Becoming world-class

India has what many nations simply cannot have. Take for example, land. We have abundant land – hundreds and thousands of times more than many other countries. We have the largest number of young people in the world. We have weather that gives us the capacity to work round the year. With all this, theoretically, we could become world-class in anything we do. But then, there is an inherent requirement; becoming world-class has to be a goal in itself. Whether it is a “for-profit” organisation, an educational institution or a government department- an aspirant must be driven by a higher sense of achievement that surpasses mundane considerations.

Typically, orga-nisations that have pursued this path anywhere in the world have been driven by a deep sense of leaving a legacy behind. The sense of legacy stems from a sense of history. People who create legacies think beyond themselves, beyond generational gratification and fleeting success.
For them, a call germinates deep within, becomes a mindset which proceeds to stay for decades.
In creating a world-class mindset, the one critical requirement is to build aspiration and humility at the same time. Leaders, who are power-driven in a narrow sense, sometimes have aspiration but forsake the capacity to be humble. Such people easily forget the fact that humility yields greater power, just as in silence, we are better heard. Without humility, we cannot listen. When we do not listen, we fail to know where we truly stand. As a result, we cannot make progress. Worse, we go backwards in time.
For building a world-class organisation, one must have a long view of time. It is like training from one’s childhood to be an Olympic winner someday. An Olympic athlete focuses on a distant goal. You want to achieve that goal, but you know you do not want to trip up, you do not want to fritter away your resources and you do not want to aimlessly settle for whatever comes. You know that a lifetime is available to you; you deal with yourself patiently, steadfastly, with solidity borne out of self-confidence. Because, no one ever became an winner of an Olympic gold overnight.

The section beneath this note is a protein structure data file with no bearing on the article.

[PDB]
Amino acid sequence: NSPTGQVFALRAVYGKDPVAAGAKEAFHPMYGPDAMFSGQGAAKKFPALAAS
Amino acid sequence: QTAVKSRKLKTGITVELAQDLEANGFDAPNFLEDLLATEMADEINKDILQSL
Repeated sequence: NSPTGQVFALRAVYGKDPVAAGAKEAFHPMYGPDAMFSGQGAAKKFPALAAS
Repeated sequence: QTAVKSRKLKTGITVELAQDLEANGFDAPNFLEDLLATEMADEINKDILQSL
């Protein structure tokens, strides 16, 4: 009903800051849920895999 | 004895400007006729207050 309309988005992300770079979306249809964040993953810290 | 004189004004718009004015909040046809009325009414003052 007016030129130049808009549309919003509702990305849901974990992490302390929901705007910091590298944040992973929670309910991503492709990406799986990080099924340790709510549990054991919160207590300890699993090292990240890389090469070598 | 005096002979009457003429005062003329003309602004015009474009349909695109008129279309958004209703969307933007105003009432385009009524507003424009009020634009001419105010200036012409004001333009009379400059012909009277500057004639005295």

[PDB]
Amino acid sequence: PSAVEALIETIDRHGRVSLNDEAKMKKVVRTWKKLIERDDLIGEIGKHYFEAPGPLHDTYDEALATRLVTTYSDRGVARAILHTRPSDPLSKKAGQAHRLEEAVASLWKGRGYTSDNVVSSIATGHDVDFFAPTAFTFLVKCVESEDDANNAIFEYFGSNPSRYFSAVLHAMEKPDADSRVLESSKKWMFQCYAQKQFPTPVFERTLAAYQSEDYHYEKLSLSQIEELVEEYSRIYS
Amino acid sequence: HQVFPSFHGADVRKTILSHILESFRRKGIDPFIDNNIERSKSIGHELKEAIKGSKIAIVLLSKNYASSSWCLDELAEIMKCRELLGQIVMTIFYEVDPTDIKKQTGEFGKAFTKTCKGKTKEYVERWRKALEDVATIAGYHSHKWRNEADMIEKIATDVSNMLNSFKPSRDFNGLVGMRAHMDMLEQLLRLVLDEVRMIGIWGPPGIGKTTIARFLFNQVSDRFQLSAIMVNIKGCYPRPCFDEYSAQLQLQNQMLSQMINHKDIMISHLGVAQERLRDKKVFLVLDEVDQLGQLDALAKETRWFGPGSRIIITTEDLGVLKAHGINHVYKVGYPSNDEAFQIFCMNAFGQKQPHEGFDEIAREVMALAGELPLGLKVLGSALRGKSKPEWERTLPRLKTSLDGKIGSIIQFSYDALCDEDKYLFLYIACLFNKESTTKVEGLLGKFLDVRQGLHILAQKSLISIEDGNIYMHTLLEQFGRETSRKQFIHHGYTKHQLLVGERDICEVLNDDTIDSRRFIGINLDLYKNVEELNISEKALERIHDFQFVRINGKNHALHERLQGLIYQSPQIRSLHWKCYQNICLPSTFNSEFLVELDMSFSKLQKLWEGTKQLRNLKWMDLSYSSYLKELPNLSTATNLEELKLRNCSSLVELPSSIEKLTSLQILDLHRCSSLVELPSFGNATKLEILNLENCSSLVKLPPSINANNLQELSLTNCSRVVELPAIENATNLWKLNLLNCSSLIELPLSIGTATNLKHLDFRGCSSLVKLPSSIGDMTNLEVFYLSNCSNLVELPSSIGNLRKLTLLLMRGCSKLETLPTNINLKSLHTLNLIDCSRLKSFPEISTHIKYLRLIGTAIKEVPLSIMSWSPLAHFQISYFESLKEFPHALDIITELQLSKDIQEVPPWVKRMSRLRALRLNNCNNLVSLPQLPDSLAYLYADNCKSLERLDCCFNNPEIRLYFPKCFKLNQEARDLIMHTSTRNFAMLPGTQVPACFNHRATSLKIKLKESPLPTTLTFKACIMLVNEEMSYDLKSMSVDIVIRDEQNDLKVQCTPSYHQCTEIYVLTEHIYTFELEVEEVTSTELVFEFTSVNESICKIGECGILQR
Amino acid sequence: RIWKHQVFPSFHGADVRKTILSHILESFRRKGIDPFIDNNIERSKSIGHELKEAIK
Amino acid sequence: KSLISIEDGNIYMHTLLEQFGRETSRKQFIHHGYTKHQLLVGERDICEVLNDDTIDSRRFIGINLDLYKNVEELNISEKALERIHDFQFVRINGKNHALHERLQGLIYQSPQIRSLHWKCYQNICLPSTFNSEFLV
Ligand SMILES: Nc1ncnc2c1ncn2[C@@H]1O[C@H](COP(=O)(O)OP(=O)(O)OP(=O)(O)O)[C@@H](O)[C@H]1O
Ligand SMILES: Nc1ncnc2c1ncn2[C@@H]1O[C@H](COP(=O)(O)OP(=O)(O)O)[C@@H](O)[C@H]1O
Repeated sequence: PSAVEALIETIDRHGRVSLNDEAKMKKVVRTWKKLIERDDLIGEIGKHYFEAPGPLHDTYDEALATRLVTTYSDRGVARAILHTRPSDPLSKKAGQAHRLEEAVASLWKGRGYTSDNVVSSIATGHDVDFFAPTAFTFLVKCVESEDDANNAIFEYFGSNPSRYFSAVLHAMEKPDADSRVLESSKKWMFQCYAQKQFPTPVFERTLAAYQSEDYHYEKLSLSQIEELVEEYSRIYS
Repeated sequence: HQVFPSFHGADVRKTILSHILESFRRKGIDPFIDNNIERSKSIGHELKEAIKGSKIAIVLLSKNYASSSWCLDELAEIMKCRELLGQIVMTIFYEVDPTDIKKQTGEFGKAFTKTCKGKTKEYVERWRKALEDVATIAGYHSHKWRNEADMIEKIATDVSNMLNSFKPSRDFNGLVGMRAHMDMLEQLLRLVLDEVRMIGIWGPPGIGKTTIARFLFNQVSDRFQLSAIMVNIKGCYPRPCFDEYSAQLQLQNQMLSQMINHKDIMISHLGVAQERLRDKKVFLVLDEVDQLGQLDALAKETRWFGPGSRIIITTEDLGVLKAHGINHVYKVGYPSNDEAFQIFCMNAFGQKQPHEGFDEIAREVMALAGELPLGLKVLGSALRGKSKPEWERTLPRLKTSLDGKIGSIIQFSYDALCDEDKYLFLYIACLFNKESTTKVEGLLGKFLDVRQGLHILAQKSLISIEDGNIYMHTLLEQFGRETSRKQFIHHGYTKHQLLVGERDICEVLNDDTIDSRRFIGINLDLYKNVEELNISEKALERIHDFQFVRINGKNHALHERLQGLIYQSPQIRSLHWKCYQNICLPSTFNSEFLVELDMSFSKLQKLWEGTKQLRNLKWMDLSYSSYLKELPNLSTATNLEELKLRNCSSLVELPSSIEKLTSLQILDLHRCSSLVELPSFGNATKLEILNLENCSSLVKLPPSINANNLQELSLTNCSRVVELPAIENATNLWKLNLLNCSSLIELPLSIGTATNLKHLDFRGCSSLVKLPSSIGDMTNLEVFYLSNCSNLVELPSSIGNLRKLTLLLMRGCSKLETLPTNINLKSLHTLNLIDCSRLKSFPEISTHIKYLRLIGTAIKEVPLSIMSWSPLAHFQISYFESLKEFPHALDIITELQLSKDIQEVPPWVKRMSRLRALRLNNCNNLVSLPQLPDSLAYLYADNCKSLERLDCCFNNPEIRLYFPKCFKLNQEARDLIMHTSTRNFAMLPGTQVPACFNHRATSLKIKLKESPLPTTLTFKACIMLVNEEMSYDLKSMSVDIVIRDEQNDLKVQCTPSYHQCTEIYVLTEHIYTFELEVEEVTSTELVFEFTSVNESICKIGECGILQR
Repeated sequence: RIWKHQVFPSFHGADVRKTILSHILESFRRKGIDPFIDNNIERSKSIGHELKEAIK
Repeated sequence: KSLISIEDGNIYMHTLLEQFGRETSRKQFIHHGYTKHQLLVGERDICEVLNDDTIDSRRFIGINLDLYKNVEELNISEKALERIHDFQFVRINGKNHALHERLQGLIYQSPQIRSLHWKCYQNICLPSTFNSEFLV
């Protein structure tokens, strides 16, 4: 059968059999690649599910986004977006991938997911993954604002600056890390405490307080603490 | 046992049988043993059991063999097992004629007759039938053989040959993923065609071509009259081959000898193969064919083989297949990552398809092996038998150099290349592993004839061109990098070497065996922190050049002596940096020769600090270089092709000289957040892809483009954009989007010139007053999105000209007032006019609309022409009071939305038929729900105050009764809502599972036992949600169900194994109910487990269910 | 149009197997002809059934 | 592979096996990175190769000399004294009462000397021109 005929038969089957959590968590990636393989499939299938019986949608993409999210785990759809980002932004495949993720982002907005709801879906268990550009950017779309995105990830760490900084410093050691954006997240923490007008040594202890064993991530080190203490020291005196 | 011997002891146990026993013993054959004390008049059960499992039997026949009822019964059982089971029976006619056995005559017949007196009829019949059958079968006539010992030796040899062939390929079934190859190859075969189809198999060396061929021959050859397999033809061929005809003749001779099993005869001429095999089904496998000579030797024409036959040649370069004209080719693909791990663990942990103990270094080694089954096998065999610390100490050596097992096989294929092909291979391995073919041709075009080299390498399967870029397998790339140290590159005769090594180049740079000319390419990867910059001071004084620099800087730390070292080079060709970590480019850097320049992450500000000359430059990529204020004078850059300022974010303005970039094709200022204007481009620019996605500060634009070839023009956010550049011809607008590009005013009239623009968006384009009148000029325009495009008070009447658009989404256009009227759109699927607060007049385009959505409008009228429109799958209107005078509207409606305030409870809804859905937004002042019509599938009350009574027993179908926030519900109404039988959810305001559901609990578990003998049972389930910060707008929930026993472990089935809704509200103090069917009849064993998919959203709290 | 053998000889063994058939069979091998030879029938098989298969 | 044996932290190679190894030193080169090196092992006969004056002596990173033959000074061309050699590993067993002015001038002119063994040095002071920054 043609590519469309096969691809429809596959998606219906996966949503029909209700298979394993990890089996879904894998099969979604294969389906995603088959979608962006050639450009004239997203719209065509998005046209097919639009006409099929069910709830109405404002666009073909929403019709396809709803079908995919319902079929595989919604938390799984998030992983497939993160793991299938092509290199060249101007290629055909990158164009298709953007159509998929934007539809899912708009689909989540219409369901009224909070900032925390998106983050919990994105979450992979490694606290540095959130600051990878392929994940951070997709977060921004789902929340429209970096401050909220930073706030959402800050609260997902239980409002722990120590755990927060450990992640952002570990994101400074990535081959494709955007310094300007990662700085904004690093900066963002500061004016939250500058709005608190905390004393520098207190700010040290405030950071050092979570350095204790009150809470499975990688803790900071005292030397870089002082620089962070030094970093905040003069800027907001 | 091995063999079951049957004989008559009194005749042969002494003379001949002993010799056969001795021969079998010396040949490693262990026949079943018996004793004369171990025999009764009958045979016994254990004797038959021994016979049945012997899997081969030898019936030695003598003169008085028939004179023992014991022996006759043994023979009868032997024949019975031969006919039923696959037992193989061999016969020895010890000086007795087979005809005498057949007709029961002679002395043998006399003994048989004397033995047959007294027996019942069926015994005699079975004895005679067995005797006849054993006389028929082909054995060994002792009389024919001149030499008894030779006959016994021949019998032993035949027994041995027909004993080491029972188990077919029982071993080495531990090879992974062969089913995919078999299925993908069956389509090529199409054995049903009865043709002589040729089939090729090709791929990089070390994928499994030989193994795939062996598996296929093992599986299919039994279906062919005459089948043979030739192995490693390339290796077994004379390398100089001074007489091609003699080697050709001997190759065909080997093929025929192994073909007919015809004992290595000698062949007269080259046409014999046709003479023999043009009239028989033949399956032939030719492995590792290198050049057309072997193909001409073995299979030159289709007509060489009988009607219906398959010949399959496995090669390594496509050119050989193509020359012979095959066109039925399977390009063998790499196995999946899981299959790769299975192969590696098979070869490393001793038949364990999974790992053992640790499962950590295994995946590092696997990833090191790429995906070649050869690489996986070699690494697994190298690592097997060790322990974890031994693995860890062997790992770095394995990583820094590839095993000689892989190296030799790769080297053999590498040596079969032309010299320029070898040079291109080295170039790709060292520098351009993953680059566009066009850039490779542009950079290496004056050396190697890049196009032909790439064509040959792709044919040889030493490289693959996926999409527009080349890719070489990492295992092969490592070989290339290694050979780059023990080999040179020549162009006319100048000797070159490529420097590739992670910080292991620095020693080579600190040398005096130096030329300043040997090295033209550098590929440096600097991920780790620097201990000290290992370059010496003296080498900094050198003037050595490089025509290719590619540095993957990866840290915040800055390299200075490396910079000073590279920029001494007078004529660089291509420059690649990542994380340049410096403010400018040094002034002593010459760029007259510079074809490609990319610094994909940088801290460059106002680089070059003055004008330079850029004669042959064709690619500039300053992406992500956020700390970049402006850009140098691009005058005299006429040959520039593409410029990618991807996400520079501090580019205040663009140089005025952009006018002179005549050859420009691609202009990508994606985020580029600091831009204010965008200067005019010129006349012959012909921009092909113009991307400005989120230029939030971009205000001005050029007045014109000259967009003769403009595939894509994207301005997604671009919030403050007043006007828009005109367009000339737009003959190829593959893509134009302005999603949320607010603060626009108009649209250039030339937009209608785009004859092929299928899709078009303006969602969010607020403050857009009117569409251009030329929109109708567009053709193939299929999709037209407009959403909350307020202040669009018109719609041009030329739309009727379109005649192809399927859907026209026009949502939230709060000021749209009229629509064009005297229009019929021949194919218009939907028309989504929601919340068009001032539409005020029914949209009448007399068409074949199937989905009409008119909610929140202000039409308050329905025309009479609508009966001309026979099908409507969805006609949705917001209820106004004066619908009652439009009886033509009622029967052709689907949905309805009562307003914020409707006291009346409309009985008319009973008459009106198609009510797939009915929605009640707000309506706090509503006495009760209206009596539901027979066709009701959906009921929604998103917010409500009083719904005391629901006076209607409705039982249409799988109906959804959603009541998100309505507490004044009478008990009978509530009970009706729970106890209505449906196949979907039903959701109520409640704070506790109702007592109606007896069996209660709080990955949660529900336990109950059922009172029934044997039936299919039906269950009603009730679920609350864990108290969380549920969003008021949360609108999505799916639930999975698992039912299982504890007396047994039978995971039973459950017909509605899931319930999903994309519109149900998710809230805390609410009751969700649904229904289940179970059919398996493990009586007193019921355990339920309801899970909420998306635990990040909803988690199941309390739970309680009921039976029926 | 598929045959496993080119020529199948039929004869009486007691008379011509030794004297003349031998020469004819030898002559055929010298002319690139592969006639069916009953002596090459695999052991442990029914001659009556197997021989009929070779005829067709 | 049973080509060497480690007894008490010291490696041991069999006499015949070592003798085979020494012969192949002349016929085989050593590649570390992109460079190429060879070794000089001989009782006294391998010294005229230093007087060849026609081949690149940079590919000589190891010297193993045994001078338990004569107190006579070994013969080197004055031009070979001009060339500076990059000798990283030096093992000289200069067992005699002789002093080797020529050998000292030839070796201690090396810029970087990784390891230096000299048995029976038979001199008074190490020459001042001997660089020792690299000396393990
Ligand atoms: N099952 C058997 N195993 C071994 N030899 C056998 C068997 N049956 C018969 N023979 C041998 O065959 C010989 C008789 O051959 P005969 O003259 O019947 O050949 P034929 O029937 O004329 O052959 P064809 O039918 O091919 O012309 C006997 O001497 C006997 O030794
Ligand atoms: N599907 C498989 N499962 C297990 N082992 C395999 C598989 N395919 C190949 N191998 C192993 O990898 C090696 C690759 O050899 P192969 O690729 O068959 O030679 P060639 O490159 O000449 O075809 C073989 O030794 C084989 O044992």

People who build something world-class have to be inclusive in their definition of success. If success is purely personal, it does not become memorable. The memorability of any success can only come from our capacity to take everyone with us in our journey from less to more. People who can do that are emotionally self-confident. They do not need many external endorsements. They can discount meaningless praise, sycophancy and actually have the courage to take criticism. These people are ruthlessly self-critical but boundlessly self-confident.
Our view of the future needs to be significantly “maximalist”, inclusive and abundance-oriented. Where we need to create an ocean, we build a pond. Where we need to soar into the sky, we circle the courtyard of a closed mind.
History tells us that nations that have become world-class have always skipped a few steps. People who tread step-by-step do not become excellent in what they do. It is true of individuals, institutions and nations. To skip a few steps, we need to shift our attention from the problem to the opportunity. Problems tend to suck as much energy as we are willing to give to them. Feeding problems is a national occupation for us. We must, as a nation, learn to feed the opportunity and not the problem. Sometimes, we feed the problem for the sake of self-preservation; we become afraid of taking positions into the future because we are afraid of letting the past down.
Being world-class always precedes the ambition to become world-class. That ambition cannot be a sectoral ambition; it cannot be in pockets. Very significantly, it cannot be a partisan dream. It has to be a national aspiration, like an anthem it must be on everyone’s lips. Only then, does the world get to know about it. The world likes to be notified when a nation wants to excel. They say when you are driven by pure intent, the entire universe conspires to make it happen. The purity of intent, in this case, calls us to rise above ourselves.
For hundreds of years, we could blame foreign subjugation that suppressed the intent. Today, six decades after India attained independence, nothing stops us. It is our own selves, which comes between who we are and who we are capable of becoming.

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